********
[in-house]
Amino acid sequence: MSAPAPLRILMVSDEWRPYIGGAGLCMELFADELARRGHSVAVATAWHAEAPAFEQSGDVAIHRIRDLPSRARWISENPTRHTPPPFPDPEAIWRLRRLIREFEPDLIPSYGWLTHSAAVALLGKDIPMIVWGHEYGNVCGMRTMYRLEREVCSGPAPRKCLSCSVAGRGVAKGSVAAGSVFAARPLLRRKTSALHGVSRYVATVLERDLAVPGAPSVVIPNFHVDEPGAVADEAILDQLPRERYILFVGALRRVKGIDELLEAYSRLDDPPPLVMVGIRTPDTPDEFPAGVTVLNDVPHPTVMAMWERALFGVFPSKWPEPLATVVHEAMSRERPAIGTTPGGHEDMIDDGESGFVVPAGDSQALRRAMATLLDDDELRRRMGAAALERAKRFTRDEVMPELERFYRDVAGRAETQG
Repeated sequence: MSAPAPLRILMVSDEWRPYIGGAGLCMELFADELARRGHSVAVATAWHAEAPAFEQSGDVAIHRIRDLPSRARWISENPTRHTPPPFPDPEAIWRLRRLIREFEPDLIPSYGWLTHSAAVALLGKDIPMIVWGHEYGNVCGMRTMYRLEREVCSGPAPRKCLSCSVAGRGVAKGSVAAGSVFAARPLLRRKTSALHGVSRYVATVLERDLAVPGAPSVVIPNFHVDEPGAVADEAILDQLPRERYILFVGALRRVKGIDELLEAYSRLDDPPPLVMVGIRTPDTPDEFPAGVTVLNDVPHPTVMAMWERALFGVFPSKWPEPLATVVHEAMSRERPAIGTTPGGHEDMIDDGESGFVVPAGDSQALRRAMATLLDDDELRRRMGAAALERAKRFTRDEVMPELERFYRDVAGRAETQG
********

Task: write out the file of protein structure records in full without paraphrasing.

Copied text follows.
[in-house]
Amino acid sequence: MSAPAPLRILMVSDEWRPYIGGAGLCMELFADELARRGHSVAVATAWHAEAPAFEQSGDVAIHRIRDLPSRARWISENPTRHTPPPFPDPEAIWRLRRLIREFEPDLIPSYGWLTHSAAVALLGKDIPMIVWGHEYGNVCGMRTMYRLEREVCSGPAPRKCLSCSVAGRGVAKGSVAAGSVFAARPLLRRKTSALHGVSRYVATVLERDLAVPGAPSVVIPNFHVDEPGAVADEAILDQLPRERYILFVGALRRVKGIDELLEAYSRLDDPPPLVMVGIRTPDTPDEFPAGVTVLNDVPHPTVMAMWERALFGVFPSKWPEPLATVVHEAMSRERPAIGTTPGGHEDMIDDGESGFVVPAGDSQALRRAMATLLDDDELRRRMGAAALERAKRFTRDEVMPELERFYRDVAGRAETQG
Repeated sequence: MSAPAPLRILMVSDEWRPYIGGAGLCMELFADELARRGHSVAVATAWHAEAPAFEQSGDVAIHRIRDLPSRARWISENPTRHTPPPFPDPEAIWRLRRLIREFEPDLIPSYGWLTHSAAVALLGKDIPMIVWGHEYGNVCGMRTMYRLEREVCSGPAPRKCLSCSVAGRGVAKGSVAAGSVFAARPLLRRKTSALHGVSRYVATVLERDLAVPGAPSVVIPNFHVDEPGAVADEAILDQLPRERYILFVGALRRVKGIDELLEAYSRLDDPPPLVMVGIRTPDTPDEFPAGVTVLNDVPHPTVMAMWERALFGVFPSKWPEPLATVVHEAMSRERPAIGTTPGGHEDMIDDGESGFVVPAGDSQALRRAMATLLDDDELRRRMGAAALERAKRFTRDEVMPELERFYRDVAGRAETQG